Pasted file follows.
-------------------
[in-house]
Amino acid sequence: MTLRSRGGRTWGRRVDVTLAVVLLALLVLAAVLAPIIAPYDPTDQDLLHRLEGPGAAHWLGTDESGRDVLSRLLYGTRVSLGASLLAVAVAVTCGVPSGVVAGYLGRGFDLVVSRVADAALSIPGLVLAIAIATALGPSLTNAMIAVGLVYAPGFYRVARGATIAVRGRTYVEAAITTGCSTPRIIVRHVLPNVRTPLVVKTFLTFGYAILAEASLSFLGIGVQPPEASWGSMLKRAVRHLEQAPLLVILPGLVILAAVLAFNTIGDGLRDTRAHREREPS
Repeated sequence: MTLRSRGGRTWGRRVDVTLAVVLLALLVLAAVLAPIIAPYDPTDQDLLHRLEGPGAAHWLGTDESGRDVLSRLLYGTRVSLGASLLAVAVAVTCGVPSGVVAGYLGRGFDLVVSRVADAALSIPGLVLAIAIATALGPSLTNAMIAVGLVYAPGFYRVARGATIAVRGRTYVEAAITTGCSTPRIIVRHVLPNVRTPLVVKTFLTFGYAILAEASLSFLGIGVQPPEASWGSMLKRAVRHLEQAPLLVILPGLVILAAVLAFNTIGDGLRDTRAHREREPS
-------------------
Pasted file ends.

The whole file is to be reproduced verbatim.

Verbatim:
[in-house]
Amino acid sequence: MTLRSRGGRTWGRRVDVTLAVVLLALLVLAAVLAPIIAPYDPTDQDLLHRLEGPGAAHWLGTDESGRDVLSRLLYGTRVSLGASLLAVAVAVTCGVPSGVVAGYLGRGFDLVVSRVADAALSIPGLVLAIAIATALGPSLTNAMIAVGLVYAPGFYRVARGATIAVRGRTYVEAAITTGCSTPRIIVRHVLPNVRTPLVVKTFLTFGYAILAEASLSFLGIGVQPPEASWGSMLKRAVRHLEQAPLLVILPGLVILAAVLAFNTIGDGLRDTRAHREREPS
Repeated sequence: MTLRSRGGRTWGRRVDVTLAVVLLALLVLAAVLAPIIAPYDPTDQDLLHRLEGPGAAHWLGTDESGRDVLSRLLYGTRVSLGASLLAVAVAVTCGVPSGVVAGYLGRGFDLVVSRVADAALSIPGLVLAIAIATALGPSLTNAMIAVGLVYAPGFYRVARGATIAVRGRTYVEAAITTGCSTPRIIVRHVLPNVRTPLVVKTFLTFGYAILAEASLSFLGIGVQPPEASWGSMLKRAVRHLEQAPLLVILPGLVILAAVLAFNTIGDGLRDTRAHREREPS